Skip Navigation

A Beginner's Guide to Buying Hammers

A Beginner's Guide to Buying Hammers

Whether you’re sweating bullets on a jobsite or just trying to hang the latest family portrait, various hammers are must-haves for any respectable tool collection. But, the hammer you use to put up a curtain rod is not the same one to use to clear out that old drywall. Learn about the different types of hammers you’ll need to have on hand to really nail your next project.


Different types of hammers

Types of Hammers

Curved Claw & Framing Hammers

Both types feature a wood, fiberglass or stainless steel handle, smooth or waffled striking face and a claw at the back for removing nails.

  • Curved claw models - These hammers typically have short handles and weigh between 16 and 20 ounces. Their smooth faces help keep you from damaging finished work when driving home nails, and the curved claws at the back provide more leverage when prying out old nails.
  • Framing models - With heavier weight and longer handles than curved claws, these hammers provide more force per swing. Framing hammers often have waffle faces that are well equipped to control large nails, making them ideal for rough, unfinished projects.


Shop all framing hammers and curved claw hammers


Claw and framing hammers

Ball peen hammers

Ball Peen Hammers

Ball peen hammers have rounded ends opposite of flat-striking faces. These options are built with either steel or wooden handles.

  • Perfect option for metal work - These models are built to help you shape and manipulate metal projects. The rounded head is designed to mushroom out rivets to make the fastener smooth and secure.
  • Used when chiseling - Ball peen hammers are designed to withstand heavy blows but are still lightweight. This makes them perfect options to use with chisels during metal and woodwork projects.


Shop all ball peen hammers


Sledge & Demolition Hammers

When you have to deliver a heavy blow, these hammers are built to do all types of heavy-duty jobs.

  • Sledge Hammers - When you need to drive home a stake or tear down an entire wall, sledge hammers are what you need. The long handle is typically made of wood or fiberglass and has a head that can weigh between 6 and 12 pounds.
  • Demolition Hammers - Demolition models look like small sledge hammers but are built specifically for demolishing stone and light masonry. With a smaller size and weight, they're more manageable and can be used in areas with limited space to swing.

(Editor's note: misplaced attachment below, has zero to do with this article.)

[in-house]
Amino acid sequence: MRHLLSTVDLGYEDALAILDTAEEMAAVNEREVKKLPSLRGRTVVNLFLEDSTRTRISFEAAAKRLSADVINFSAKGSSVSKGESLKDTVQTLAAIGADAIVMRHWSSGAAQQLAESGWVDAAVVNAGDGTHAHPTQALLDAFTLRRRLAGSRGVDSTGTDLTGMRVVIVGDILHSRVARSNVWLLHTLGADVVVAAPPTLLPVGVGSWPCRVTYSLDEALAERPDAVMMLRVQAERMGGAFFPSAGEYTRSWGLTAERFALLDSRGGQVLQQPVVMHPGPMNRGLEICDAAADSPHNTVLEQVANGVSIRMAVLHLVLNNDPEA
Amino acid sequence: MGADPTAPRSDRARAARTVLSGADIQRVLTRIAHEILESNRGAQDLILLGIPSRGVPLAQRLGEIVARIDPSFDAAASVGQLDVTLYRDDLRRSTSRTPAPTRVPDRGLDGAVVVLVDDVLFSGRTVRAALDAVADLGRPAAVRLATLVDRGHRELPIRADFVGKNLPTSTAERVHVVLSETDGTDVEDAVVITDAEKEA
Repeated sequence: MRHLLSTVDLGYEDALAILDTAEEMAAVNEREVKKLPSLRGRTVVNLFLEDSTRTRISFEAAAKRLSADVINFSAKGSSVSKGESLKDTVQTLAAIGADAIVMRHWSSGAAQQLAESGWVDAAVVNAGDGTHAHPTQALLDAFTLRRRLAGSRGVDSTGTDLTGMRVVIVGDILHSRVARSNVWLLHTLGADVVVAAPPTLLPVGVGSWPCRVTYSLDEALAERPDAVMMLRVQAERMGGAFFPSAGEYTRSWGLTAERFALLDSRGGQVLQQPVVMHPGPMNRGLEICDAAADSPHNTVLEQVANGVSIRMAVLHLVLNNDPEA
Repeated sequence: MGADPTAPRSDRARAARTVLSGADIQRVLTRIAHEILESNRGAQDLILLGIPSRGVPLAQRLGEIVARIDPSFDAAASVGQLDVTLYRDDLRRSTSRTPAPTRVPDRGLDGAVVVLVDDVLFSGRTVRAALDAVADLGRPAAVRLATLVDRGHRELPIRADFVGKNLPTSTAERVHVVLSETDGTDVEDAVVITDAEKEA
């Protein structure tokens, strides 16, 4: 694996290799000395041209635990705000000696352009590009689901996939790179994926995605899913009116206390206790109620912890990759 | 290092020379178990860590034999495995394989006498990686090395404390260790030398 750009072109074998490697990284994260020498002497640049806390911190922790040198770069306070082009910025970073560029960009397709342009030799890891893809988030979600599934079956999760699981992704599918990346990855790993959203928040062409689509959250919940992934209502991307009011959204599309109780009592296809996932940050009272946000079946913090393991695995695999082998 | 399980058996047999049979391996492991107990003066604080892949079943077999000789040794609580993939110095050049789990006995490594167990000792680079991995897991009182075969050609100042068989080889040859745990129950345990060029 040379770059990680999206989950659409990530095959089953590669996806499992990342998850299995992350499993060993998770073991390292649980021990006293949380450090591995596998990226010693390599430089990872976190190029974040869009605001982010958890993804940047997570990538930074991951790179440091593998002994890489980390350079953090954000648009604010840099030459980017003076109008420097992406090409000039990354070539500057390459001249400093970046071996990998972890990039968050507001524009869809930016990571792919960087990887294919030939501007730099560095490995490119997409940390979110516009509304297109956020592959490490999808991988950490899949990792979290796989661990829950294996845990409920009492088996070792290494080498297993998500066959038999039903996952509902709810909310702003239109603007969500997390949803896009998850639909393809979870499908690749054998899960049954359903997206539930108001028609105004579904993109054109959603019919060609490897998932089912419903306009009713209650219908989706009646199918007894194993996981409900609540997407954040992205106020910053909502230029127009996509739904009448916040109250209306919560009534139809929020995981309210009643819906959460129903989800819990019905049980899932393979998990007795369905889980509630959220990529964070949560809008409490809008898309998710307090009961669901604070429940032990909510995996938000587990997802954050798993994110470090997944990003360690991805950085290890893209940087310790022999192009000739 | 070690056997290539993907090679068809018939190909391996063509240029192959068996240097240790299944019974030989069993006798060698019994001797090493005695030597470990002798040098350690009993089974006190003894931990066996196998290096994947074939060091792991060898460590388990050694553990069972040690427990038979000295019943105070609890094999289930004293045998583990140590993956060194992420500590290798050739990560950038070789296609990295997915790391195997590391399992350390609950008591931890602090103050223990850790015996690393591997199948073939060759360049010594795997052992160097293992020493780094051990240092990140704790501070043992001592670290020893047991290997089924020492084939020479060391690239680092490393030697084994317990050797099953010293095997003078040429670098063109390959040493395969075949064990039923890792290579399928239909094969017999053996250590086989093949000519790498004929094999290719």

• Dead Blow Hammers - These variations of standard demolition hammers can make long periods of work easier on your arms. They nearly eliminate rebounding and deliver all the force of the swing to the surface.


Shop all sledge and demolition hammers


Sledge and demolition hammers

Rubber mallets

Rubber Mallets

These hammers feature a rubber head with a wood or fiberglass handle. The rubber face allows you to provide a gentler touch.

  • Ideal for dents - When trying to hammer out a dent, rubber mallets allow you to provide just enough force without causing more damage to the surface of the material.
  • Used for finished work - If you need to make a few firm adjustments, these options have a reduced chance at damaging finished surfaces.


Shop all rubber mallets


Air Hammers

When paired with the right chisel, these hammers connect to your air compressor to deliver plenty of power.

  • Provide power for concrete demolition - With ample force provided from a compressor, air hammers allow you to break up large chunks of concrete and stone without the stress of manually breaking them apart.
  • Use interchangeable bits - Depending on the material and the desired effect, you can swap out the bits in air hammers to provide the right amount of power accurately and efficiently.


Shop all air hammers


Air hammers

Hammer Features

Hammer features

Once you know which model you need, it’s important to think of different factors before making a final decision. Here are some features to consider when buying a hammer.

  • Handle length - Regardless of the type, the handle length plays a key role in your work. The longer the handle, the more force you can put behind each blow. For everyday hammers, a length of about 13 inches will provide the right amount of force. Stubby models allow you to get into tight spaces for more intricate work.
  • Weight - The weight of the hammer's head will determine when and how you use it. A 16-20 oz. hammer is great for standard home repairs. Demolition and sledge hammers can reach up to 12 pounds in order to efficiently break up tough materials. Finding a balance between weight and handle length is key when picking the right tool.
  • Handle construction - The three most common types of handles are wood, fiberglass and steel. Fiberglass models are a little easier to handle, since they're relatively light. Wood options tend to absorb more vibration, which will help reduce user fatigue. Steel handles, on the other hand, are tough and durable, but they’re only suitable for framing and rip claw hammers due to the added weight.
  • Smooth vs textured faces - Smooth-face hammers are best when you're hammering into and towards a material or surface you don't want to rough up. Waffle or diamond faces are better for driving larger nails as they provide a more stable contact with the nail head, but they can create more noticeable indentations on your work. When you’re using these variations, make sure to sand or fill any imperfections before painting.